Delivering on the EU Data Strategy

Project FAME aims to deliver on the Data Strategy, as per said Declaration on Digital Rights and Principles. For that, FAME for once is aiming to design and develop new technology tools for the data marketplace, in particular a federated decentralized trusted data marketplace for embedded finance.

From an ethical perspective, person-centric trusted and secure convenience is a prerequisite, with the user in control of its data, all this provided in an interoperable, inclusive, resilient and trustworthy manner.

To cater for that, the main values and primary principles of the Declaration on Digital Rights and Principles make a lot of sense. However, deploying those and balancing those out (i) in design phase, (ii) pre-procurement phase, (iii) negotiation phase, (iv) implementation phase, (v) operational phase, (vi) in phases of updates, upgrades and continuous improvement, and (vii) before, during and after incidents or (other) accountability events, is complex.

This, also, as these and similar values and principles are qualitative and subjective. The ethical interpretation, design, implementation, and related behaviour, (co-)responsibility and (co-)accountability will load and other substantiate these, and related main values, primary principles and other tiered trust components.

Six (6) initial simple yet key validation queries for finding, balancing, establishing and continuously challenging whether the appropriate symbiosis of values and primary principle in particular situations, use cases or scenarios has been achieved, and the right level of continuous appropriate dynamic accountability [8] has been met and can be demonstrated, are:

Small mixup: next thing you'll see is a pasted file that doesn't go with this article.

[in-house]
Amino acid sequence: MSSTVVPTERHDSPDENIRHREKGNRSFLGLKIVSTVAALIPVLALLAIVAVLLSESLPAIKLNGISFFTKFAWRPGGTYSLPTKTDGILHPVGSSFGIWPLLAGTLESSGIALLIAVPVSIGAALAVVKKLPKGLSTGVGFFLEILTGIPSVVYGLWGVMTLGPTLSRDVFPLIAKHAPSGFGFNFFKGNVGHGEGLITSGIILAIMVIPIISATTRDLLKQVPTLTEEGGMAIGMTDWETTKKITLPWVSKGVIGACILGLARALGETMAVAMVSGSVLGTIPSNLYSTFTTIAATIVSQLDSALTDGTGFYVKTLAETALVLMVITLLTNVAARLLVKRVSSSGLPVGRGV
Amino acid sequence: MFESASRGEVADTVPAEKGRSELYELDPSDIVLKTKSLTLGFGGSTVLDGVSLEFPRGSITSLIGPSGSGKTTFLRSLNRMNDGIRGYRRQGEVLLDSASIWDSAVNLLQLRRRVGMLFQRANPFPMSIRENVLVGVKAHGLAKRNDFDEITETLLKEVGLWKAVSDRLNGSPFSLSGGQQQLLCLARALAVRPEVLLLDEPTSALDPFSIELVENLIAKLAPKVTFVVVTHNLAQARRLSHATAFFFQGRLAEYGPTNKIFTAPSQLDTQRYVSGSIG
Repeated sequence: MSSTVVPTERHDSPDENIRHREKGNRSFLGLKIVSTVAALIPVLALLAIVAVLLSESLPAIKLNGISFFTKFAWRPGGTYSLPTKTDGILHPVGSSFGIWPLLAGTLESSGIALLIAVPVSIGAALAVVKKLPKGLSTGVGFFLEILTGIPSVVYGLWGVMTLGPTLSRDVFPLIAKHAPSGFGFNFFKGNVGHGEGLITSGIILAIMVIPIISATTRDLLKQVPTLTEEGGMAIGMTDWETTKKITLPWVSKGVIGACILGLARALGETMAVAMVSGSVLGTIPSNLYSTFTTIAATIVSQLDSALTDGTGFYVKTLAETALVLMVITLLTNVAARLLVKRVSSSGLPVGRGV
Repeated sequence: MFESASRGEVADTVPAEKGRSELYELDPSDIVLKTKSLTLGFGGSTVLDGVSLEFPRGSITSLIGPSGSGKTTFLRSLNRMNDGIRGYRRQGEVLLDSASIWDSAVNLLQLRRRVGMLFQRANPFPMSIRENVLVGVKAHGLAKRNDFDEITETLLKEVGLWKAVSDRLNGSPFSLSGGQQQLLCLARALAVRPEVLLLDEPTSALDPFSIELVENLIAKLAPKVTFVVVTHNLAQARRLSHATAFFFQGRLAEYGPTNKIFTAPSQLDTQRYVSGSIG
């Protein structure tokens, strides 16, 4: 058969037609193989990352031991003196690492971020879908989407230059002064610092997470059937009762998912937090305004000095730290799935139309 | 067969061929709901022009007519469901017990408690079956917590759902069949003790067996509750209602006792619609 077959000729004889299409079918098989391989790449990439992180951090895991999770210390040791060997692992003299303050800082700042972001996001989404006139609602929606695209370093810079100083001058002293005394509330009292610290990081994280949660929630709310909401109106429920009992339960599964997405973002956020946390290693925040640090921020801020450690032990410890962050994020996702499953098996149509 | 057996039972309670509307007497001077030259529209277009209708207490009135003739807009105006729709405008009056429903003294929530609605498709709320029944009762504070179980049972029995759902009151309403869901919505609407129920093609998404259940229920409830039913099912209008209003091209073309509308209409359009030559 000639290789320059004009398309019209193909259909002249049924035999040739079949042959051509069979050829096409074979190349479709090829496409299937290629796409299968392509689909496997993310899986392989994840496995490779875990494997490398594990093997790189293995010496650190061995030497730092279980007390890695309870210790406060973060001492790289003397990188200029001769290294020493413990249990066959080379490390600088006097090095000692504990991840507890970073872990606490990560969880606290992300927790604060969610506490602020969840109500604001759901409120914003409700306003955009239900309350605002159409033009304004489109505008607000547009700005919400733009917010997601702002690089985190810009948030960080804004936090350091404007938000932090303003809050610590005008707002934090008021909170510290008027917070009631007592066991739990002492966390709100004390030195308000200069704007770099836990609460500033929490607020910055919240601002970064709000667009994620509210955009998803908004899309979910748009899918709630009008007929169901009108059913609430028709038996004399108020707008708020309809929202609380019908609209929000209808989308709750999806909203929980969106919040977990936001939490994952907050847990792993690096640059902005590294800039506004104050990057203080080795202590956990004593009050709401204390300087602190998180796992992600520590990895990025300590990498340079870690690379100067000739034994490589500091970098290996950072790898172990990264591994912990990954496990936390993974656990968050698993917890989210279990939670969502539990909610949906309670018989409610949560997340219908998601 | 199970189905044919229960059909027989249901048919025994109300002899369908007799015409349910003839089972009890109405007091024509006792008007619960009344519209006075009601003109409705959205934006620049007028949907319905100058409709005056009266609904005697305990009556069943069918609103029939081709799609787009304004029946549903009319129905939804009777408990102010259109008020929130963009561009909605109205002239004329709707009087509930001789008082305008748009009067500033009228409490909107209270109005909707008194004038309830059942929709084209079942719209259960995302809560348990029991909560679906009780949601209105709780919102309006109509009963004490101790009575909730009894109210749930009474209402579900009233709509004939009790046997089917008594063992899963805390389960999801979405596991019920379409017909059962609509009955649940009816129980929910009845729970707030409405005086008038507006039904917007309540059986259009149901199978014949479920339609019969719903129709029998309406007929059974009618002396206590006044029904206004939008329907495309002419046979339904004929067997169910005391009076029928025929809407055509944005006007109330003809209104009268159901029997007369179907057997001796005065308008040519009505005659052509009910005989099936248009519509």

1. What did one consider?
  2. What more did one consider?
  3. How has these been balanced out?
  4. What did or will one implement?
  5. How to continuously improve that?
  6. Can one demonstrate the above?

Throughout each of the various development phases during the FAME project, these queries will be asked, and the answers discussed, challenged, improved and further and further optimised. This, to deliver on the EU Data Strategy.

FAME, November 2023. Blog by Arthur’s Legal, Strategies & Systems

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[1] A Union that strives for more; Political Guidelines for the next European Commission 2019-2024: https://commission.europa.eu/system/files/2020-04/political-guidelines-next-commission_en_0.pdf

[2] The Path to the Digital Decade: https://commission.europa.eu/strategy-and-policy/priorities-2019-2024/europe-fit-digital-age/europes-digital-decade-digital-targets-2030_en#the-path-to-the-digital-decade

[3] European strategy for data: https://eur-lex.europa.eu/legal-content/EN/TXT/PDF/?uri=CELEX:52020DC0066

[4] Cybersecurity Strategy for the Digital Decade: https://digital-strategy.ec.europa.eu/en/library/eus-cybersecurity-strategy-digital-decade-0

[5] Digital Decade Targets for 2030: https://commission.europa.eu/strategy-and-policy/priorities-2019-2024/europe-fit-digital-age/europes-digital-decade-digital-targets-2030_en

[6] https://digital-strategy.ec.europa.eu/en/news/eurobarometer-europeans-believe-digital-technologies-will-be-crucial-their-daily-lives

[7] European Declaration on Digital Rights & Principles, EU’s ‘digital DNA’, signed on 15 December 2022, and in force per January 2023, https://digital-strategy.ec.europa.eu/en/library/european-declaration-digital-rights-and-principles

[8] The notion of continuous appropriate dynamic accountability is basically the same formula approach as set forth in articles 25 and 32 of the General Data Protection Regulation (GDPR).